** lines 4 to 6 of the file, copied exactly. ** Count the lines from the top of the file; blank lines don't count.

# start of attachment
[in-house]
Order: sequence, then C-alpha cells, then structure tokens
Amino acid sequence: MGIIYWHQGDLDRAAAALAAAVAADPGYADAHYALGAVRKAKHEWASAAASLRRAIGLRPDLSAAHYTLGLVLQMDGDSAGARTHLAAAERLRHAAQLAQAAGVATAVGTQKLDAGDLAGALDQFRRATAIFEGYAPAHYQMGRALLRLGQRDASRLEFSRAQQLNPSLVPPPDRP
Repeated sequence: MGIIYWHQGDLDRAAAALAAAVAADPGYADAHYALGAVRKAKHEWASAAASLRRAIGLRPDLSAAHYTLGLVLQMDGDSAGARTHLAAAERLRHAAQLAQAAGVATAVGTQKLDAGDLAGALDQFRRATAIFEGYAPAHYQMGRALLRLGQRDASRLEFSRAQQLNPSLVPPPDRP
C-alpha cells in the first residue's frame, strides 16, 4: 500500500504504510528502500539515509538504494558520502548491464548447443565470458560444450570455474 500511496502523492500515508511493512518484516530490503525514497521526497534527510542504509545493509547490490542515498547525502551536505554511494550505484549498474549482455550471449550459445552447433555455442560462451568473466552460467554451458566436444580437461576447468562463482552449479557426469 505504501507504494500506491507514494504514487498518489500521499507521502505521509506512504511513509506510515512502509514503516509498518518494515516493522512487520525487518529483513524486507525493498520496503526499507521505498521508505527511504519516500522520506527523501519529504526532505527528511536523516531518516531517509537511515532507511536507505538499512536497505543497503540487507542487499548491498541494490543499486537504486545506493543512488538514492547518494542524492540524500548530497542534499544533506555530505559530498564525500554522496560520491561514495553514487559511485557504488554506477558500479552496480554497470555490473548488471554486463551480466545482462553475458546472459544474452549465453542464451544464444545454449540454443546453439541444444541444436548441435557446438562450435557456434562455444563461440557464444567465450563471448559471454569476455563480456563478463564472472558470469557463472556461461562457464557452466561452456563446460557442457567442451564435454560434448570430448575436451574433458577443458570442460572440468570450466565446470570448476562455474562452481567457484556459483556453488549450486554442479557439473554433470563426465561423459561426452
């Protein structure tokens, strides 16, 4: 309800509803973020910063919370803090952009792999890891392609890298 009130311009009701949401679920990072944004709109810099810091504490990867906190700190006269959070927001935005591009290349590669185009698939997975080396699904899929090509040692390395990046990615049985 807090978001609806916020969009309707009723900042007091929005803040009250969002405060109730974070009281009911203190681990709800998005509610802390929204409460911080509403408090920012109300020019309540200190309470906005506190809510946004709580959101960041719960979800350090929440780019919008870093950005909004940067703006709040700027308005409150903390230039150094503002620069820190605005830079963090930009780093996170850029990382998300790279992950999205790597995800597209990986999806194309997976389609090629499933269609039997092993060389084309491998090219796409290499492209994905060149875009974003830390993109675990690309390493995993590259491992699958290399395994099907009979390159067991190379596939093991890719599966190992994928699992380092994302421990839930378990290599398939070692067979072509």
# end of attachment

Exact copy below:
Repeated sequence: MGIIYWHQGDLDRAAAALAAAVAADPGYADAHYALGAVRKAKHEWASAAASLRRAIGLRPDLSAAHYTLGLVLQMDGDSAGARTHLAAAERLRHAAQLAQAAGVATAVGTQKLDAGDLAGALDQFRRATAIFEGYAPAHYQMGRALLRLGQRDASRLEFSRAQQLNPSLVPPPDRP
C-alpha cells in the first residue's frame, strides 16, 4: 500500500504504510528502500539515509538504494558520502548491464548447443565470458560444450570455474 500511496502523492500515508511493512518484516530490503525514497521526497534527510542504509545493509547490490542515498547525502551536505554511494550505484549498474549482455550471449550459445552447433555455442560462451568473466552460467554451458566436444580437461576447468562463482552449479557426469 505504501507504494500506491507514494504514487498518489500521499507521502505521509506512504511513509506510515512502509514503516509498518518494515516493522512487520525487518529483513524486507525493498520496503526499507521505498521508505527511504519516500522520506527523501519529504526532505527528511536523516531518516531517509537511515532507511536507505538499512536497505543497503540487507542487499548491498541494490543499486537504486545506493543512488538514492547518494542524492540524500548530497542534499544533506555530505559530498564525500554522496560520491561514495553514487559511485557504488554506477558500479552496480554497470555490473548488471554486463551480466545482462553475458546472459544474452549465453542464451544464444545454449540454443546453439541444444541444436548441435557446438562450435557456434562455444563461440557464444567465450563471448559471454569476455563480456563478463564472472558470469557463472556461461562457464557452466561452456563446460557442457567442451564435454560434448570430448575436451574433458577443458570442460572440468570450466565446470570448476562455474562452481567457484556459483556453488549450486554442479557439473554433470563426465561423459561426452
């Protein structure tokens, strides 16, 4: 309800509803973020910063919370803090952009792999890891392609890298 009130311009009701949401679920990072944004709109810099810091504490990867906190700190006269959070927001935005591009290349590669185009698939997975080396699904899929090509040692390395990046990615049985 807090978001609806916020969009309707009723900042007091929005803040009250969002405060109730974070009281009911203190681990709800998005509610802390929204409460911080509403408090920012109300020019309540200190309470906005506190809510946004709580959101960041719960979800350090929440780019919008870093950005909004940067703006709040700027308005409150903390230039150094503002620069820190605005830079963090930009780093996170850029990382998300790279992950999205790597995800597209990986999806194309997976389609090629499933269609039997092993060389084309491998090219796409290499492209994905060149875009974003830390993109675990690309390493995993590259491992699958290399395994099907009979390159067991190379596939093991890719599966190992994928699992380092994302421990839930378990290599398939070692067979072509």